When people manage to cut calories substantially at one meal, often they offset that reduction by overeating later that day or the next day. But now, new research at Pennsylvania State University has identified two strategies you can use to significantly lower your calorie intake for two days without feeling hungry.

In the first part of the Pennsylvania State study, 24 young women were served "standard portions" of food that provided much more than their calorie needs. The women ate less than two-thirds of those portions, but that amount was still substantially more than they needed. This result is no surprise. Studies consistently show that when more food is available, people eat more.

The Penn State researchers then cut the women's portions by 25 percent. Although the women ate a greater proportion of what they were served, overall they ate about 250 calories less per day without reporting any increase in hunger. If these women would have sustained such a sizeable drop in calories long-term, they should have weight loss of about half a pound a week.

However, in this short study, the women did not lose weight, since their calories were only reduced enough for weight maintenance. Although the women easily ate 25 percent less, we don't know if they could cut their calories more to produce weight loss without eating more filling, fiber-rich, low-calorie foods to keep their hunger satisfied.

A second calorie-cutting strategy you might want to try relates to "energy density," or how concentrated in calories foods are. You can lower the concentration of calories in dishes in several ways. You can change ingredients, substituting reduced-fat cheese or lower-fat meat for higher-fat alternatives. You can add less fat or sugar when cooking. You can also change the proportion of ingredients so that the same amount of food has more vegetables and fruits, which are filling and low in calories.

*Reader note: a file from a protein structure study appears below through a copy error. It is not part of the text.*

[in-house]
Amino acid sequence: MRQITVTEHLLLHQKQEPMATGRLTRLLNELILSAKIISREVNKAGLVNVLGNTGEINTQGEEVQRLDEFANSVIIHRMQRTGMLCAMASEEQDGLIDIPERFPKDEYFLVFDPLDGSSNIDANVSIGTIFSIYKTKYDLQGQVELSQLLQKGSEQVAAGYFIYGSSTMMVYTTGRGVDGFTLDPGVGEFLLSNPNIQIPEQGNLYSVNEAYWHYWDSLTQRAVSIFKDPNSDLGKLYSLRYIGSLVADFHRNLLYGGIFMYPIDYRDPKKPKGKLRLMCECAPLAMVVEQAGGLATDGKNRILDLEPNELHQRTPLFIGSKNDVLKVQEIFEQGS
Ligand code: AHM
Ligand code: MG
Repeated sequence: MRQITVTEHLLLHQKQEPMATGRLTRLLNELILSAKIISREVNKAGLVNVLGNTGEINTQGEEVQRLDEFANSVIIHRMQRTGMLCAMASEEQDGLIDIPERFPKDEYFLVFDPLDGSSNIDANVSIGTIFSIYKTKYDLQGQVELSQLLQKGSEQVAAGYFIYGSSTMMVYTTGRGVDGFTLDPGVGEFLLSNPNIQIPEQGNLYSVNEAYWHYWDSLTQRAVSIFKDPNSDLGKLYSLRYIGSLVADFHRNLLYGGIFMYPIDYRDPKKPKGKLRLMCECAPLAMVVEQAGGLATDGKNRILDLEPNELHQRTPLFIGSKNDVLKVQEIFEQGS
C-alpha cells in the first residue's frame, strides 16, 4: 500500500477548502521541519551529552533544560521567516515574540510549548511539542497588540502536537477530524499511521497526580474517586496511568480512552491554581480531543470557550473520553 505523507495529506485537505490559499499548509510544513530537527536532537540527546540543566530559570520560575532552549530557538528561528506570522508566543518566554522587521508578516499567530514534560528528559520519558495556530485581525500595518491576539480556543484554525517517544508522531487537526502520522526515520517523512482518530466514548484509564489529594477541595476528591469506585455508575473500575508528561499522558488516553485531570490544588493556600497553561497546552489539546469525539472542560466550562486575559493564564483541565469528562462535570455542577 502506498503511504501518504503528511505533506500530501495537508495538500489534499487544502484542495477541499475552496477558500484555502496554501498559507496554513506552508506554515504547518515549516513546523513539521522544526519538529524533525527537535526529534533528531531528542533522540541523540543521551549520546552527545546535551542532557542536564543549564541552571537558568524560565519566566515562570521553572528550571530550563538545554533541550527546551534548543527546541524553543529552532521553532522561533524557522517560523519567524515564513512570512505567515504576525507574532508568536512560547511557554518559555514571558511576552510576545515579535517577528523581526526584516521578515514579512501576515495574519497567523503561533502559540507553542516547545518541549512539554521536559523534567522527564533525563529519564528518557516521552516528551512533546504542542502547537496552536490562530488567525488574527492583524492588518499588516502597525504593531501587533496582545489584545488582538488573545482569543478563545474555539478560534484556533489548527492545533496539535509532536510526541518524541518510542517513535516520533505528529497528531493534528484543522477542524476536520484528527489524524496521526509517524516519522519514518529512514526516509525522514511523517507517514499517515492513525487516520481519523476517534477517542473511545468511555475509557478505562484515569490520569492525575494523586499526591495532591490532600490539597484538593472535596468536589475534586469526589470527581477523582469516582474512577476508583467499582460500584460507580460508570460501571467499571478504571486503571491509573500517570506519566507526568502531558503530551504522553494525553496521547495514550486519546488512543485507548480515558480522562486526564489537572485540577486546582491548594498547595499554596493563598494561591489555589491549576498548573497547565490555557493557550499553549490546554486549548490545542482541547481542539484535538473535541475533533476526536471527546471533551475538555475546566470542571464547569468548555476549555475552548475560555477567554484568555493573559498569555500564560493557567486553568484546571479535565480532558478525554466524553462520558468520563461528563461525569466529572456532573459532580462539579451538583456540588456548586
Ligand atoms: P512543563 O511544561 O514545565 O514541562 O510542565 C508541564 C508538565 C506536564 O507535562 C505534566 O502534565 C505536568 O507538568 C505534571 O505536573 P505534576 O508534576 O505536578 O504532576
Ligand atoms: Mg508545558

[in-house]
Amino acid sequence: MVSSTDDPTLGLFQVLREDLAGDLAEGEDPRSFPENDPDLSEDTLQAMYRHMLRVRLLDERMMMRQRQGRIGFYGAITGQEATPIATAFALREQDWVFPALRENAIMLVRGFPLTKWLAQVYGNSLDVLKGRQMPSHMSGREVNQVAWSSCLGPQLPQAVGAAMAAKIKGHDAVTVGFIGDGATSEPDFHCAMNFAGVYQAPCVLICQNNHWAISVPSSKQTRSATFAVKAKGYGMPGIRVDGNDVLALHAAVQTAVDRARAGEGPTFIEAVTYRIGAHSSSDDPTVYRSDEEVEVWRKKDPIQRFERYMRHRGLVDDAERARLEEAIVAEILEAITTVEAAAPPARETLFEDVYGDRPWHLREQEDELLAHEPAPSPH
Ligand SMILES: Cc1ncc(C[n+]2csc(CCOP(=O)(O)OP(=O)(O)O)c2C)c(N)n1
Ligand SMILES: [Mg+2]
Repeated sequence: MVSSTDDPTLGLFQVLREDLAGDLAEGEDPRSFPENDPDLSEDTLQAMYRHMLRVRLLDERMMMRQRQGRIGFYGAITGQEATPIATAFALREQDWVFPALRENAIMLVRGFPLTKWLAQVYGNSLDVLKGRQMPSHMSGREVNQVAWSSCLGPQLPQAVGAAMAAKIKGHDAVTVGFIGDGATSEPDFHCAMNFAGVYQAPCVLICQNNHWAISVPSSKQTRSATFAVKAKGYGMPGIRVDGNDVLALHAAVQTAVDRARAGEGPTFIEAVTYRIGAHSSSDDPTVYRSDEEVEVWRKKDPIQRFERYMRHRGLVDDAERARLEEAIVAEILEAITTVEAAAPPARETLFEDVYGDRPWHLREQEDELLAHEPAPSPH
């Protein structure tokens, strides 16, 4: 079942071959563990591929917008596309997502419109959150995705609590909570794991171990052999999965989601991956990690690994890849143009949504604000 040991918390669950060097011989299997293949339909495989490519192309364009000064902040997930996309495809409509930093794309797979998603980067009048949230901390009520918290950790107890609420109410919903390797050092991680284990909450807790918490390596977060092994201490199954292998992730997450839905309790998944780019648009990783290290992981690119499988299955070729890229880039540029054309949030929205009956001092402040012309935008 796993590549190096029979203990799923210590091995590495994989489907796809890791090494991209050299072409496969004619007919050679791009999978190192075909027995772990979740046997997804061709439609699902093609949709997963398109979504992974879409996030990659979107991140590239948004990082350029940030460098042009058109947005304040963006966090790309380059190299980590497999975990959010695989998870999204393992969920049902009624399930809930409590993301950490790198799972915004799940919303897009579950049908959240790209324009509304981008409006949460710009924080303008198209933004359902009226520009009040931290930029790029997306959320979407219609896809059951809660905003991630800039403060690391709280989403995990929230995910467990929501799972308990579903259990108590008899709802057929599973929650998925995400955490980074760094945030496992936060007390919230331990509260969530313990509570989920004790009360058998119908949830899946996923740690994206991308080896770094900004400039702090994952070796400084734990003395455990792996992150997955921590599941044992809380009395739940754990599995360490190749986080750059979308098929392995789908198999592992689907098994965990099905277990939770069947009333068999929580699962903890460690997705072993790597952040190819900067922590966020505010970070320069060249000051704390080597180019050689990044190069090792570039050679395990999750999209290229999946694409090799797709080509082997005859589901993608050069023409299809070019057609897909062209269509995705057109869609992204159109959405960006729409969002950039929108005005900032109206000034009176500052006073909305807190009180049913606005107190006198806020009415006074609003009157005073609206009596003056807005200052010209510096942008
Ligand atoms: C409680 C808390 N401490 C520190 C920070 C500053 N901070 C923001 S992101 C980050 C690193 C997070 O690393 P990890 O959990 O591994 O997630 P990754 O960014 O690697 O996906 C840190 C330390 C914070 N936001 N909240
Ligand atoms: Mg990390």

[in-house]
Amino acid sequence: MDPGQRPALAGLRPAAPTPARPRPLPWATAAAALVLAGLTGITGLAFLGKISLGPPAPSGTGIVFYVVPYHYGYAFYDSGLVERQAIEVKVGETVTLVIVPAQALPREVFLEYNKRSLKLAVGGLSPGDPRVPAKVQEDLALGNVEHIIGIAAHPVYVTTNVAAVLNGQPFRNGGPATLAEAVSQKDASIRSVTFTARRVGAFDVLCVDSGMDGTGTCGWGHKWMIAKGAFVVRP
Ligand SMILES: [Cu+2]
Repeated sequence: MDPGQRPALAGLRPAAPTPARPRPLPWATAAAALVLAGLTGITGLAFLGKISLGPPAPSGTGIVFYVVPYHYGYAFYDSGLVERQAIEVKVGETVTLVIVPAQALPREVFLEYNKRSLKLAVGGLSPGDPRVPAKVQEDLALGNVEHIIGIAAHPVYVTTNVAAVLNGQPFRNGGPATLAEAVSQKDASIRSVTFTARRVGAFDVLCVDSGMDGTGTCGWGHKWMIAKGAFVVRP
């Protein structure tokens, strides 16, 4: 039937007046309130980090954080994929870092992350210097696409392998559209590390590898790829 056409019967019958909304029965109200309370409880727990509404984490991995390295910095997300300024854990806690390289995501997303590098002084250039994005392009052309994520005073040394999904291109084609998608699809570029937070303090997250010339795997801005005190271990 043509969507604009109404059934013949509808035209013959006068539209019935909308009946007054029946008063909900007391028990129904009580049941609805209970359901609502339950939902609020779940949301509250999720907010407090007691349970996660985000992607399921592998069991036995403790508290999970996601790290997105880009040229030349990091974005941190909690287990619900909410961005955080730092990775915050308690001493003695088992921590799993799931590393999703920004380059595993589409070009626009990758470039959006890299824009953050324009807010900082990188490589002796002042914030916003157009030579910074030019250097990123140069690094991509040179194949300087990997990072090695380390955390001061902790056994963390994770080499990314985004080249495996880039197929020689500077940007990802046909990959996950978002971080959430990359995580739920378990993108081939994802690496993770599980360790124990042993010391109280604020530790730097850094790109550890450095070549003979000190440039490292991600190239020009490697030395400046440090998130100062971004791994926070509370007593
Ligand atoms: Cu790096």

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In the second half of the Penn State study, when portion sizes were kept the same and subtle changes were made to the foods so that they were 25 percent lower in calories, the women ate virtually the same portion as before.

Since they did not eat more food to compensate for the lower calorie content, their calorie consumption dropped by 24 percent, or about 575 calories a day. The women's calorie intakes were slightly below what they needed to maintain their weight. If they continued eating this way for a longer period, they could expect to see weight loss of about one pound a week.

Of course, we don't have to choose just one of these strategies. In this study, when portions and the energy density of foods were both reduced by 25 percent at the same time, the women's calorie totals dropped by 32 percent, or about 812 calories daily. They were consuming about 1,675 calories a day, despite the availability of food with more than 2,400 calories.

Using more than one strategy is probably best. When you prepare your own meals and snacks, it's easy to make them less concentrated in calories by substituting ingredients with less fat or calories and increasing the proportion of vegetables and fruits.

However, when you eat foods prepared by others, it's harder to judge the number of calories. In these studies, despite dramatic differences in calorie content, the women thought the foods were equal in calories.

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Although they could usually tell when foods were lower in fat, lowfat foods are not always low-calorie. When you do eat foods prepared by others, watch your portions and choose plenty of vegetables and fruits.